OK, I'm old. Does anyone remember Phil Keaggy?

Discussion in '2003 Archive' started by LadyEagle, May 2, 2003.

  1. LadyEagle

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  2. Baptist Believer

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    Love Phil Keaggy and I've heard of the album, but I haven't heard the album.

    Do you like his more recent stuff, that is, music he has made within the last 20 years? [​IMG]
     
  3. rsr

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    That doesn't make you old. I'm still stuck in a time warp with the later Imperials. If only I could find the live album on CD ...
     
  4. Gina B

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    *Gina hands She-eagle the Gentle Gray Away hair coloring and hopes she'll start speaking modern English again soon. * ;)
     
  5. Pete

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    I was never a fan of Phil Squeaky..er..Keaggy. Then I heard his version of Be Thou My Vision on a CD my brother has, after that I never will be a fan of his [​IMG]

    A bit later I picked up a couple of his guitar videos because they were going cheap. I can handle the bloke as long as he doesn't sing, and doesn't come within a 500 mile range of Be Thou My Vision again [​IMG]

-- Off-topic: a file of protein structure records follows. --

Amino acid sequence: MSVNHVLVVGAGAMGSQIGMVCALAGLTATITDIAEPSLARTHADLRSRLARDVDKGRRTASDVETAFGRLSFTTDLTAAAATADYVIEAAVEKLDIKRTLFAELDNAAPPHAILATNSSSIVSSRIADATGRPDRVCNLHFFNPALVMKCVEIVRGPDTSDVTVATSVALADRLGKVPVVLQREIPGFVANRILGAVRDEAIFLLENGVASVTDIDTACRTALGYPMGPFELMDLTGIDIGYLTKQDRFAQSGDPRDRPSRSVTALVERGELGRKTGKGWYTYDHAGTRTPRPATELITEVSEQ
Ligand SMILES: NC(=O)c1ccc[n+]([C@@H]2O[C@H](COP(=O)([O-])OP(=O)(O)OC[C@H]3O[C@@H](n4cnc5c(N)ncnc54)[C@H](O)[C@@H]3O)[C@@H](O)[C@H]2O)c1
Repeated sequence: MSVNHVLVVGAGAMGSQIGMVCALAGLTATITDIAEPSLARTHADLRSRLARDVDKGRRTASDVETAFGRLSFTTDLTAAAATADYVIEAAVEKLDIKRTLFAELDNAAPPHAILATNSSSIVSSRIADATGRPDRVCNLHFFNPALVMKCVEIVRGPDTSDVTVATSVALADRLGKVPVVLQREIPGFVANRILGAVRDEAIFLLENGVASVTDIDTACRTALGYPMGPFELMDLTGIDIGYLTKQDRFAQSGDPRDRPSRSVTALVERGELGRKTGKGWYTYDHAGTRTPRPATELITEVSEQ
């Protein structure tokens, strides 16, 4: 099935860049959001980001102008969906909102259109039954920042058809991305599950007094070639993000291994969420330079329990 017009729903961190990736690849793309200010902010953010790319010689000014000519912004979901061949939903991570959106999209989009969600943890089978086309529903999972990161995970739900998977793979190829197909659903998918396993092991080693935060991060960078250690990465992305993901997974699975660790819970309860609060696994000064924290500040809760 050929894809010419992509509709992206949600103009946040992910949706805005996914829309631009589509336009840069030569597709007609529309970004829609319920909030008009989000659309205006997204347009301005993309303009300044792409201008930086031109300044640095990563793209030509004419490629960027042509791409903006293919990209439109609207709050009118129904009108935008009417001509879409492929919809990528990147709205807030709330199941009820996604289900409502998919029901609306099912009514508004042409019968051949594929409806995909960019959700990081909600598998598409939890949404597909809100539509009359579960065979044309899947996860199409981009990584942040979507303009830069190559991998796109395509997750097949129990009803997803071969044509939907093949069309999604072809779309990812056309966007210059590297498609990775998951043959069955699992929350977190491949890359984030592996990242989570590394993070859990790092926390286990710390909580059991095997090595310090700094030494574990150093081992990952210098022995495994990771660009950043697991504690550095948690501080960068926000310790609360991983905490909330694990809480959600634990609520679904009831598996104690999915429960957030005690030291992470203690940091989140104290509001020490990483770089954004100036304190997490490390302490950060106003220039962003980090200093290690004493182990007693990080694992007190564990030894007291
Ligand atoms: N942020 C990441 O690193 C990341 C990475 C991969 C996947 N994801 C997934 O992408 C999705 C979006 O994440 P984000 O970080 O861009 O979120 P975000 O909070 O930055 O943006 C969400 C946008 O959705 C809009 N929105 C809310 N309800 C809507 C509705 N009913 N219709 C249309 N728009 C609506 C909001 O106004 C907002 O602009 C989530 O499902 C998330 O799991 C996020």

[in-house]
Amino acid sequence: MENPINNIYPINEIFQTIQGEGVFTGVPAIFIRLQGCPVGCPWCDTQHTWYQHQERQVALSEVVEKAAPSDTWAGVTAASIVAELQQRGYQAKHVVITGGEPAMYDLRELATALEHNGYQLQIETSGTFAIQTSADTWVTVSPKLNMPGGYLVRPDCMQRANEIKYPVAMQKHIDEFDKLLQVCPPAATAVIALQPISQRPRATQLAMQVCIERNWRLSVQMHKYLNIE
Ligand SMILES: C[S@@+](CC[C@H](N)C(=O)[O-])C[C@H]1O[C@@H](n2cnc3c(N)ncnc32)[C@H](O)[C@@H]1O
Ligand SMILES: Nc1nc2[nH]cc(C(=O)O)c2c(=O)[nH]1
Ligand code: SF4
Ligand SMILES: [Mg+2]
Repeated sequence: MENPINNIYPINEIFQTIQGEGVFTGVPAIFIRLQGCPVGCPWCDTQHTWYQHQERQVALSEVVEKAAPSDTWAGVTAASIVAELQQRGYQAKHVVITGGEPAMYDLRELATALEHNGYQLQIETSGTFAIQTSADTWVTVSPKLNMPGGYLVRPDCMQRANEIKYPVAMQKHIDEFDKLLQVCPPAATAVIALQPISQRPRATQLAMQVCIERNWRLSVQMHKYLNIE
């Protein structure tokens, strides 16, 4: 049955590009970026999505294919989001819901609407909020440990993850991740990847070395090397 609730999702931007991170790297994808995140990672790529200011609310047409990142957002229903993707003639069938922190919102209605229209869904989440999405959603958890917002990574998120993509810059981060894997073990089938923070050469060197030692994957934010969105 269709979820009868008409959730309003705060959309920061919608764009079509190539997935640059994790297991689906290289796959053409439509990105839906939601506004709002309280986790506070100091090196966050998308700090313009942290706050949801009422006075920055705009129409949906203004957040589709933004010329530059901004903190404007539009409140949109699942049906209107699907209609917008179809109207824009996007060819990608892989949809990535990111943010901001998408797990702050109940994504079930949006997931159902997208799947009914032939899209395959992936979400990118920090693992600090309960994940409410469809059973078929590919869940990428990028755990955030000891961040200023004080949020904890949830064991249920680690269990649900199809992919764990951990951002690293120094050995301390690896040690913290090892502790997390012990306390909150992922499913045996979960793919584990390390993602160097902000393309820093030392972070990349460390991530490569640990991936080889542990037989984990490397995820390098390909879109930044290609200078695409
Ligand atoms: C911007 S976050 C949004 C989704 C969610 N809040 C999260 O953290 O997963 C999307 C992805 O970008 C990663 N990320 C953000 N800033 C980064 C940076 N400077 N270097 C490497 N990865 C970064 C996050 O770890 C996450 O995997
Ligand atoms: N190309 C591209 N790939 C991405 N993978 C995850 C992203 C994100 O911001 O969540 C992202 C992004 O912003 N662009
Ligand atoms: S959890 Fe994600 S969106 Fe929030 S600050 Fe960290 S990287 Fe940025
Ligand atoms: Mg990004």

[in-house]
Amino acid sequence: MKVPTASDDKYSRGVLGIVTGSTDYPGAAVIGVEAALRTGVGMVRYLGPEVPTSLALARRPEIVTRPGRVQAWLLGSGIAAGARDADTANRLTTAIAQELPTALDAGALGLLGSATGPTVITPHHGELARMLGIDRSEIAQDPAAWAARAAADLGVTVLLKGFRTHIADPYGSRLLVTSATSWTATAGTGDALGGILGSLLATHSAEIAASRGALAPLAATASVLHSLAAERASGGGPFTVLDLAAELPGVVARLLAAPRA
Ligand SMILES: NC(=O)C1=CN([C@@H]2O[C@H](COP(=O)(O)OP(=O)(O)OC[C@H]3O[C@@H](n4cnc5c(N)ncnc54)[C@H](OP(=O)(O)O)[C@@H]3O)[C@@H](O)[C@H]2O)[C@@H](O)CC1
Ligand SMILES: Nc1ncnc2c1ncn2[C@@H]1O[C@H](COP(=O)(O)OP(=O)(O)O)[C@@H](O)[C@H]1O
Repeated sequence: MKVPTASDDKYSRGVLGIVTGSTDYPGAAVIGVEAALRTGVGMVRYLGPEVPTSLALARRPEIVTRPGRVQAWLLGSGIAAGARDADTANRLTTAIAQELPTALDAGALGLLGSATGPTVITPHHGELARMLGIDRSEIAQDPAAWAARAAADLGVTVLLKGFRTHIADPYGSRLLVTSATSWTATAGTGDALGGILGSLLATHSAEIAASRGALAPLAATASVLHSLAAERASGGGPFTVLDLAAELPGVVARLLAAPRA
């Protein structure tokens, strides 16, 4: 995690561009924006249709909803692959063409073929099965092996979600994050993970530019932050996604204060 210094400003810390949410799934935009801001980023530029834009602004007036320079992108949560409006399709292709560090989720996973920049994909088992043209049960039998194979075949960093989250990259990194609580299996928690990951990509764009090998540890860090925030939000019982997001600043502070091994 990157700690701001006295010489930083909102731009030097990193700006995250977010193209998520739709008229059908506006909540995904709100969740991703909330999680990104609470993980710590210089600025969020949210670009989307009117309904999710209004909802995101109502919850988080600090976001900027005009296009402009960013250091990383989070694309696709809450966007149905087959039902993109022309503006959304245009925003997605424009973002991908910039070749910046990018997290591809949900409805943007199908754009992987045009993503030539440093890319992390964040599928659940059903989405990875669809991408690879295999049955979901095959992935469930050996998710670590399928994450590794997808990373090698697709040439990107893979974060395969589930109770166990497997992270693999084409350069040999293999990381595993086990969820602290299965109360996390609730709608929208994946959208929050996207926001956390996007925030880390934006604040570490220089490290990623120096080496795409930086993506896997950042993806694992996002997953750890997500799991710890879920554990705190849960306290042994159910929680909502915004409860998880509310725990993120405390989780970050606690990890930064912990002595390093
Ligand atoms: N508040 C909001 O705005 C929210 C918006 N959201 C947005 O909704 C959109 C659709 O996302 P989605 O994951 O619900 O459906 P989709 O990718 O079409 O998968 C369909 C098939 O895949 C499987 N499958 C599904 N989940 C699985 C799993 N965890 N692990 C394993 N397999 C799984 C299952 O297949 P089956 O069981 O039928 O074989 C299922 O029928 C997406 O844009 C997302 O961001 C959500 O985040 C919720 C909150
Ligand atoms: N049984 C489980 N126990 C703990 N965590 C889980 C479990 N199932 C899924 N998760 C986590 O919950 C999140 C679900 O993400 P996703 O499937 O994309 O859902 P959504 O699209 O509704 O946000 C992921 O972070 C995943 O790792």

Pete
     
  6. D28guy

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    Oh, I'm a HUGE Phil Keaggy fan. I've got lots of his recordings...from "How the West was One", with 2nd Chapter of Acts back in the 70's, all the way up to his most recent instrumental release.

    But as much of a fan as I am, I was completly unprepared for what awaited me when I saw him live about 3 years ago. He had no band, just him and his guitar. He had a processor with him that inabled him to stretch out and improvise to his own backup.

    He would hit a foot switch and record the chords during the song he wanted to loop, then when it was time to start he would hit a footswitch and what he played earlier started looping seemlessly for as long as he wanted.